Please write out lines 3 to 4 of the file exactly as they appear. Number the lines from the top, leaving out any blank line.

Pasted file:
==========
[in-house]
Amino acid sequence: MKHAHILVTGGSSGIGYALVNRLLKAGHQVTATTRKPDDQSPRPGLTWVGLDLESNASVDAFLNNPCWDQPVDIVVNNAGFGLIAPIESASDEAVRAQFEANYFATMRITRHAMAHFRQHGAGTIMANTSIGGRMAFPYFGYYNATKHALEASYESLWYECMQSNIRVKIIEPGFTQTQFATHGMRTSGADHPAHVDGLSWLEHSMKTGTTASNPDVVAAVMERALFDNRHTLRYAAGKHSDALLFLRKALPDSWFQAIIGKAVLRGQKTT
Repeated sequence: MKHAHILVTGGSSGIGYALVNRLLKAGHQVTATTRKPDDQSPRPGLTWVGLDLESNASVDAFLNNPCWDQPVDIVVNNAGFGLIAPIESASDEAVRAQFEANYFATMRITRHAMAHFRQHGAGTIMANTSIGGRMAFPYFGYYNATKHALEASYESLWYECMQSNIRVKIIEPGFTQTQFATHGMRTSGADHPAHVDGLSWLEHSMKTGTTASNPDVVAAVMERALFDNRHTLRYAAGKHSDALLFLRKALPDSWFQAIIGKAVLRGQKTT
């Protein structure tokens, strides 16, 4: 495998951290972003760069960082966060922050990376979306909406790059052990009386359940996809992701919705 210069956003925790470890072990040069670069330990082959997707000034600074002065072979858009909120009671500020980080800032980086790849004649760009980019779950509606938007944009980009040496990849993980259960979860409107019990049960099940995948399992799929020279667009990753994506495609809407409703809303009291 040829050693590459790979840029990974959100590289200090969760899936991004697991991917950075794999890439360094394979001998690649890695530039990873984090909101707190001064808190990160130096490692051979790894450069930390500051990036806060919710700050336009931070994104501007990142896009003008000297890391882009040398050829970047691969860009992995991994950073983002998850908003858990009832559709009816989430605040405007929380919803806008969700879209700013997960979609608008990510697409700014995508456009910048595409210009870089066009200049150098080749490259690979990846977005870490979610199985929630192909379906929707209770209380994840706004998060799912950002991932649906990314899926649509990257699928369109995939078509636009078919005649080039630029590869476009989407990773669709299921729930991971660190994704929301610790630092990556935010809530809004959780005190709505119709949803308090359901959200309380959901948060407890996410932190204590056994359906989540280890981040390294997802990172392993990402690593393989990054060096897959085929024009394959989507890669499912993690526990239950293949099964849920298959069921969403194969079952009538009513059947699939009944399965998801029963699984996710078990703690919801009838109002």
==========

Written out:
Repeated sequence: MKHAHILVTGGSSGIGYALVNRLLKAGHQVTATTRKPDDQSPRPGLTWVGLDLESNASVDAFLNNPCWDQPVDIVVNNAGFGLIAPIESASDEAVRAQFEANYFATMRITRHAMAHFRQHGAGTIMANTSIGGRMAFPYFGYYNATKHALEASYESLWYECMQSNIRVKIIEPGFTQTQFATHGMRTSGADHPAHVDGLSWLEHSMKTGTTASNPDVVAAVMERALFDNRHTLRYAAGKHSDALLFLRKALPDSWFQAIIGKAVLRGQKTT
């Protein structure tokens, strides 16, 4: 495998951290972003760069960082966060922050990376979306909406790059052990009386359940996809992701919705 210069956003925790470890072990040069670069330990082959997707000034600074002065072979858009909120009671500020980080800032980086790849004649760009980019779950509606938007944009980009040496990849993980259960979860409107019990049960099940995948399992799929020279667009990753994506495609809407409703809303009291 040829050693590459790979840029990974959100590289200090969760899936991004697991991917950075794999890439360094394979001998690649890695530039990873984090909101707190001064808190990160130096490692051979790894450069930390500051990036806060919710700050336009931070994104501007990142896009003008000297890391882009040398050829970047691969860009992995991994950073983002998850908003858990009832559709009816989430605040405007929380919803806008969700879209700013997960979609608008990510697409700014995508456009910048595409210009870089066009200049150098080749490259690979990846977005870490979610199985929630192909379906929707209770209380994840706004998060799912950002991932649906990314899926649509990257699928369109995939078509636009078919005649080039630029590869476009989407990773669709299921729930991971660190994704929301610790630092990556935010809530809004959780005190709505119709949803308090359901959200309380959901948060407890996410932190204590056994359906989540280890981040390294997802990172392993990402690593393989990054060096897959085929024009394959989507890669499912993690526990239950293949099964849920298959069921969403194969079952009538009513059947699939009944399965998801029963699984996710078990703690919801009838109002």